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In Goldstein Book it is given that:

Since the problem is spherically symmetric, the total angular momentum vector $$\boldsymbol{L}=\boldsymbol{r}\times \boldsymbol{p}$$ is conserved.

What does the quote mean and how to prove it?

Classical Mechanics - Goldstein (3rd ed) (Sec 3.2)

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  • $\begingroup$ it might help to say where in the book (and possibly also which edition) it says that. (Chapter and section are generally more reliable than page numbers for books that have been printed in multiple formats.) $\endgroup$ Jun 23, 2019 at 19:59
  • $\begingroup$ Source is already included $\endgroup$ Jun 23, 2019 at 20:02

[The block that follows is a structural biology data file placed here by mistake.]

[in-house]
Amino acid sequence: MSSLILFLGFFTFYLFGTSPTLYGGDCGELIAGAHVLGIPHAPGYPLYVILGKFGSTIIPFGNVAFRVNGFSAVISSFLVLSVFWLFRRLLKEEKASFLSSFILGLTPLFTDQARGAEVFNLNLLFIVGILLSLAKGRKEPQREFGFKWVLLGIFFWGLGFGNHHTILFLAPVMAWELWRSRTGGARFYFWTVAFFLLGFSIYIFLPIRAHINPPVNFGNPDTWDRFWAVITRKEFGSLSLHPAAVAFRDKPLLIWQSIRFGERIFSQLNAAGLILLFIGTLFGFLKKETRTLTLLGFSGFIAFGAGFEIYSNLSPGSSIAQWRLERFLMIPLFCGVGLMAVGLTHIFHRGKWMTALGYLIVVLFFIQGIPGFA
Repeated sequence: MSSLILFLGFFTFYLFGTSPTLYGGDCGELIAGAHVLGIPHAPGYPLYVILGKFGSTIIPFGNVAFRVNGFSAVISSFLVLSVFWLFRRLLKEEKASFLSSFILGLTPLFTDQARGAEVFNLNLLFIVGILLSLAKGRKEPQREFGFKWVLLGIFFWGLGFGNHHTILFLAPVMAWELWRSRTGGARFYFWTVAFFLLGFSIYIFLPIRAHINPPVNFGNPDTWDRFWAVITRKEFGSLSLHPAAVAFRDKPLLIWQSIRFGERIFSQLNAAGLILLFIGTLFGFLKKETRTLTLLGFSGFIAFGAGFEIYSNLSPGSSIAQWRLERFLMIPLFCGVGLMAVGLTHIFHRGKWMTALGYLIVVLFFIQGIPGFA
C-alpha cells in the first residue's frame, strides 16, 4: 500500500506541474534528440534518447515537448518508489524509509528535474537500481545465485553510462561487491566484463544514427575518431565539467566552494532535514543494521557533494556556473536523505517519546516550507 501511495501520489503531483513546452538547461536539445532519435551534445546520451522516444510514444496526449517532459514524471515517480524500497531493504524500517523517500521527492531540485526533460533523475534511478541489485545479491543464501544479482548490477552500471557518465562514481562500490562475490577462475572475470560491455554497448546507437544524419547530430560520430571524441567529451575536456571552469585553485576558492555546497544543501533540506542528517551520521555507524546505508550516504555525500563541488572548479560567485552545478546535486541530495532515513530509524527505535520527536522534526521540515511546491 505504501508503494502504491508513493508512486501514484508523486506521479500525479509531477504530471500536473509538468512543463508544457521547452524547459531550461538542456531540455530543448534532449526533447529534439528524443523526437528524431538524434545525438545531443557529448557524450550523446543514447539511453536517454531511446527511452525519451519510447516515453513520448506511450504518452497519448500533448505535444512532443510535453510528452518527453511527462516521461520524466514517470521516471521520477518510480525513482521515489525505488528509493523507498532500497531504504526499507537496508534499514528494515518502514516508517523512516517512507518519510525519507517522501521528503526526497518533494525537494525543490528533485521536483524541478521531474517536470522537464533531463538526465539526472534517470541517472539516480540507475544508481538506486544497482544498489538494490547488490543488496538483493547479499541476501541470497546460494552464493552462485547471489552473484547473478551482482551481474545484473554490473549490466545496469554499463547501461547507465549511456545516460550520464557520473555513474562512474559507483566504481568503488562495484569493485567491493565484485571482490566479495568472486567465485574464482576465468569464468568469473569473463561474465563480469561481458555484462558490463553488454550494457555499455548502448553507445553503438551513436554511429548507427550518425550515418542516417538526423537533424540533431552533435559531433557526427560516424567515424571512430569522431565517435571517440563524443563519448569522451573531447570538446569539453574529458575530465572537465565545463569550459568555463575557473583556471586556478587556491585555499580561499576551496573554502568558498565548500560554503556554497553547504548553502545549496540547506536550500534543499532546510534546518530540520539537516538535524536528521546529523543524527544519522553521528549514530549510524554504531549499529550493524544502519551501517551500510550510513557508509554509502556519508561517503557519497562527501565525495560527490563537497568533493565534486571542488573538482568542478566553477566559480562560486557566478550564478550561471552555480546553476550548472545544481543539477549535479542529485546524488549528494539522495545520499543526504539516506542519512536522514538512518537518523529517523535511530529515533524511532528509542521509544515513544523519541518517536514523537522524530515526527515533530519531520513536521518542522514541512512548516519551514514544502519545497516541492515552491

1 Answer 1

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A spherical symmetric potential means, the potential $V$ depends only on the radius $r$, but not on the direction of vector $\boldsymbol{r}$. Hence $$V = V(r).$$ From that you get the force $$\boldsymbol{F} = -\boldsymbol{\nabla} V(r) = -\frac{\mathrm d V(r)}{\mathrm d r} \hat{\boldsymbol{r}},$$ which means that the force is parallel to the unit-vector $\hat{\boldsymbol{r}}$, and thus parallel to $\boldsymbol{r}$.

Using this together with $\dot{\boldsymbol{p}}=\boldsymbol{F}$ and $\dot{\boldsymbol{r}} = \frac{\boldsymbol{p}}{m}$, you can straight-forward calculate $\dot{\boldsymbol{L}}$ (the time-derivative of the angular momentum $\boldsymbol{L}=\boldsymbol{r}\times \boldsymbol{p}$) and proove it to be $\boldsymbol{0}$. This means that angular momentum $\boldsymbol{L}$ doesn't vary with time, i.e. it is conserved.

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